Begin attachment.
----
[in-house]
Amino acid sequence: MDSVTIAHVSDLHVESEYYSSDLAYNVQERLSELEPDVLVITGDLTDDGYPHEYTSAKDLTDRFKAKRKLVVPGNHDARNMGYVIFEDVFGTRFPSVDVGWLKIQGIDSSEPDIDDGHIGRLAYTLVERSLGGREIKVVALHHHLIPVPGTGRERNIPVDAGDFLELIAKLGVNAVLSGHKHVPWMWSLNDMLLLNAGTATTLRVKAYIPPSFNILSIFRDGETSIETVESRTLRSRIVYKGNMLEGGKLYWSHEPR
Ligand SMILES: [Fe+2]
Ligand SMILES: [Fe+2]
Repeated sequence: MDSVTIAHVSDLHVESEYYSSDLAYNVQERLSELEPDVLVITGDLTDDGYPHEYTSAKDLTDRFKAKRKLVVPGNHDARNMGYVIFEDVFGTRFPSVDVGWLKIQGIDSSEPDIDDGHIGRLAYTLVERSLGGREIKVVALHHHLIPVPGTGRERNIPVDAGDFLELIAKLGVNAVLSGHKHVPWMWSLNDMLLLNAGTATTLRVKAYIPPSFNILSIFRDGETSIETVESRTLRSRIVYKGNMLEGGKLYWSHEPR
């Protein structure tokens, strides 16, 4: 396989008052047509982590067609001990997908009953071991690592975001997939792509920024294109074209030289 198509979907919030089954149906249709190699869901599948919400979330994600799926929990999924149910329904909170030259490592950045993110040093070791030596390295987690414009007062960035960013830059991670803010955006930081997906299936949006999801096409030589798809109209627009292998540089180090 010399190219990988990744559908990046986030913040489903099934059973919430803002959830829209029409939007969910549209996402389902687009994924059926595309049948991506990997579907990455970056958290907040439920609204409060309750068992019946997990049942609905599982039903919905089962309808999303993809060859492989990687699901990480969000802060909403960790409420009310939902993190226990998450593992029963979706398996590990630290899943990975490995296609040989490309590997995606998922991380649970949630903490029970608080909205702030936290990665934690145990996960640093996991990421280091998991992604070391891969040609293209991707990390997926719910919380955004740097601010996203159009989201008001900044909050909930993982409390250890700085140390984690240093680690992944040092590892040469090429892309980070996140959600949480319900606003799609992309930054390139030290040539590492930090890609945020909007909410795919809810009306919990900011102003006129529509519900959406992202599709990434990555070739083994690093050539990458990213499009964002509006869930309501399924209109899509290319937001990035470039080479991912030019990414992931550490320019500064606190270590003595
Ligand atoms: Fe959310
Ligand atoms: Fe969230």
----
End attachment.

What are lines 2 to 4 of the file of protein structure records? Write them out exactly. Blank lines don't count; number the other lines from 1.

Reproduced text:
Amino acid sequence: MDSVTIAHVSDLHVESEYYSSDLAYNVQERLSELEPDVLVITGDLTDDGYPHEYTSAKDLTDRFKAKRKLVVPGNHDARNMGYVIFEDVFGTRFPSVDVGWLKIQGIDSSEPDIDDGHIGRLAYTLVERSLGGREIKVVALHHHLIPVPGTGRERNIPVDAGDFLELIAKLGVNAVLSGHKHVPWMWSLNDMLLLNAGTATTLRVKAYIPPSFNILSIFRDGETSIETVESRTLRSRIVYKGNMLEGGKLYWSHEPR
Ligand SMILES: [Fe+2]
Ligand SMILES: [Fe+2]